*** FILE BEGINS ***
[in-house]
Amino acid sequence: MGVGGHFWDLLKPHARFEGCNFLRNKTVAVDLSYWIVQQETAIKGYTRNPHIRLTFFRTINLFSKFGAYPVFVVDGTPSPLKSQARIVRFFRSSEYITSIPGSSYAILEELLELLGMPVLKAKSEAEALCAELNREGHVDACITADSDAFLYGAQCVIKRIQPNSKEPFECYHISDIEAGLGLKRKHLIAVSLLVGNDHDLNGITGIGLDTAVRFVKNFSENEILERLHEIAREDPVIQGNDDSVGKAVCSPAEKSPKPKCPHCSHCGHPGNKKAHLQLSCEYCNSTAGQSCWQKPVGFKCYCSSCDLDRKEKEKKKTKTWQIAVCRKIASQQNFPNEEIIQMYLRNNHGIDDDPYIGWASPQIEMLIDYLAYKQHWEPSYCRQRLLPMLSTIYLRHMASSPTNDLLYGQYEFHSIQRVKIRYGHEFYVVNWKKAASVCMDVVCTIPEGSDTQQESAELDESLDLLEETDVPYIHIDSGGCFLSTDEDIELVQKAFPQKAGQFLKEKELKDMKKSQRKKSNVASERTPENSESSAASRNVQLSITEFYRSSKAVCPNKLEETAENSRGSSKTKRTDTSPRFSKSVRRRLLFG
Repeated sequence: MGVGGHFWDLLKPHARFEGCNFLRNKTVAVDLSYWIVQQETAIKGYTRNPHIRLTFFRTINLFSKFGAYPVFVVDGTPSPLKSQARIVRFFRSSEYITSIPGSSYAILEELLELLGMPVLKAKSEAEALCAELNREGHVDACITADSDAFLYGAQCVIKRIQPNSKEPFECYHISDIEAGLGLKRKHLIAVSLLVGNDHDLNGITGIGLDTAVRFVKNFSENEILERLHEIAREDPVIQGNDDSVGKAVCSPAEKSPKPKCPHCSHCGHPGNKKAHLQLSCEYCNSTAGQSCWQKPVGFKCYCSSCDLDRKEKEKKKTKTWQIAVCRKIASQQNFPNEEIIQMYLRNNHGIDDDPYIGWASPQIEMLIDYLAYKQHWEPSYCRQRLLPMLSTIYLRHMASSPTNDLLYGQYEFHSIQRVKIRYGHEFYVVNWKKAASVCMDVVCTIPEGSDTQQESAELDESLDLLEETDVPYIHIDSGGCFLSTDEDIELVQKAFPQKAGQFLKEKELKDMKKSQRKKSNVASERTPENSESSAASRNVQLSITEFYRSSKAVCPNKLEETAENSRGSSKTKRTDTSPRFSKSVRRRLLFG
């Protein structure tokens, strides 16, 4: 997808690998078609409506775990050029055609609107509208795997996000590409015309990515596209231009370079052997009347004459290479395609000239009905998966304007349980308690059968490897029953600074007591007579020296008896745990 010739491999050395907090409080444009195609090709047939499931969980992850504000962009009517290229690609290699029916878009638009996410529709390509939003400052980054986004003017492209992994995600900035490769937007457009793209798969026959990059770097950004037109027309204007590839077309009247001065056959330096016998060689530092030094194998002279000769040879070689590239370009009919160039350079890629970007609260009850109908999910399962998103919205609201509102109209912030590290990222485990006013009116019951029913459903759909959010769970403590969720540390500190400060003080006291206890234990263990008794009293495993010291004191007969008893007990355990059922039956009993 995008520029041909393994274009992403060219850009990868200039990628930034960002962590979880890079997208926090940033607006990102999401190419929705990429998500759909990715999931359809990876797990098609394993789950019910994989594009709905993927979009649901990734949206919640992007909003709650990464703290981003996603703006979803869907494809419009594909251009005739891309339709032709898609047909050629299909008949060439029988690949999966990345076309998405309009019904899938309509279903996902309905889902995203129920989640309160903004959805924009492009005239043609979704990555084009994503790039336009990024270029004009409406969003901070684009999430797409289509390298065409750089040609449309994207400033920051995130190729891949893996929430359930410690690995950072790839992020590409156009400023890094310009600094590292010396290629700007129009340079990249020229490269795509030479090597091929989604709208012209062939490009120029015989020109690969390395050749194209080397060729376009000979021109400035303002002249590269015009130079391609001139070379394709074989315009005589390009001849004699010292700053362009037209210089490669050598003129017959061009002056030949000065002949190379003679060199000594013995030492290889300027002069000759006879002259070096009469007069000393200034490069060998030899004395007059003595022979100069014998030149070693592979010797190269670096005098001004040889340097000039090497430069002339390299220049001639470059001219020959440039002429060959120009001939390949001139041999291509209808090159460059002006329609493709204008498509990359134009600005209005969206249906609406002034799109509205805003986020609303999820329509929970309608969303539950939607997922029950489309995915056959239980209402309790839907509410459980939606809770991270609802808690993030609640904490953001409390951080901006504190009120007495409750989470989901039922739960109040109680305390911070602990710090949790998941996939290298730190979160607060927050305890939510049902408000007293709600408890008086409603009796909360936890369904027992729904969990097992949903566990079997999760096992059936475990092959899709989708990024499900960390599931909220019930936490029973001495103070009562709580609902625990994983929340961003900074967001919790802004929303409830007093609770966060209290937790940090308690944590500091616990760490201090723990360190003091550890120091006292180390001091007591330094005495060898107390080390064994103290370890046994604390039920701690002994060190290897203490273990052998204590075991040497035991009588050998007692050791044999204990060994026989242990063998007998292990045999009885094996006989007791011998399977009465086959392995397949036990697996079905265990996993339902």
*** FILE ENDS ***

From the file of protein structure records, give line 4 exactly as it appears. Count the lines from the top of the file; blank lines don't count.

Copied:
């Protein structure tokens, strides 16, 4: 997808690998078609409506775990050029055609609107509208795997996000590409015309990515596209231009370079052997009347004459290479395609000239009905998966304007349980308690059968490897029953600074007591007579020296008896745990 010739491999050395907090409080444009195609090709047939499931969980992850504000962009009517290229690609290699029916878009638009996410529709390509939003400052980054986004003017492209992994995600900035490769937007457009793209798969026959990059770097950004037109027309204007590839077309009247001065056959330096016998060689530092030094194998002279000769040879070689590239370009009919160039350079890629970007609260009850109908999910399962998103919205609201509102109209912030590290990222485990006013009116019951029913459903759909959010769970403590969720540390500190400060003080006291206890234990263990008794009293495993010291004191007969008893007990355990059922039956009993 995008520029041909393994274009992403060219850009990868200039990628930034960002962590979880890079997208926090940033607006990102999401190419929705990429998500759909990715999931359809990876797990098609394993789950019910994989594009709905993927979009649901990734949206919640992007909003709650990464703290981003996603703006979803869907494809419009594909251009005739891309339709032709898609047909050629299909008949060439029988690949999966990345076309998405309009019904899938309509279903996902309905889902995203129920989640309160903004959805924009492009005239043609979704990555084009994503790039336009990024270029004009409406969003901070684009999430797409289509390298065409750089040609449309994207400033920051995130190729891949893996929430359930410690690995950072790839992020590409156009400023890094310009600094590292010396290629700007129009340079990249020229490269795509030479090597091929989604709208012209062939490009120029015989020109690969390395050749194209080397060729376009000979021109400035303002002249590269015009130079391609001139070379394709074989315009005589390009001849004699010292700053362009037209210089490669050598003129017959061009002056030949000065002949190379003679060199000594013995030492290889300027002069000759006879002259070096009469007069000393200034490069060998030899004395007059003595022979100069014998030149070693592979010797190269670096005098001004040889340097000039090497430069002339390299220049001639470059001219020959440039002429060959120009001939390949001139041999291509209808090159460059002006329609493709204008498509990359134009600005209005969206249906609406002034799109509205805003986020609303999820329509929970309608969303539950939607997922029950489309995915056959239980209402309790839907509410459980939606809770991270609802808690993030609640904490953001409390951080901006504190009120007495409750989470989901039922739960109040109680305390911070602990710090949790998941996939290298730190979160607060927050305890939510049902408000007293709600408890008086409603009796909360936890369904027992729904969990097992949903566990079997999760096992059936475990092959899709989708990024499900960390599931909220019930936490029973001495103070009562709580609902625990994983929340961003900074967001919790802004929303409830007093609770966060209290937790940090308690944590500091616990760490201090723990360190003091550890120091006292180390001091007591330094005495060898107390080390064994103290370890046994604390039920701690002994060190290897203490273990052998204590075991040497035991009588050998007692050791044999204990060994026989242990063998007998292990045999009885094996006989007791011998399977009465086959392995397949036990697996079905265990996993339902």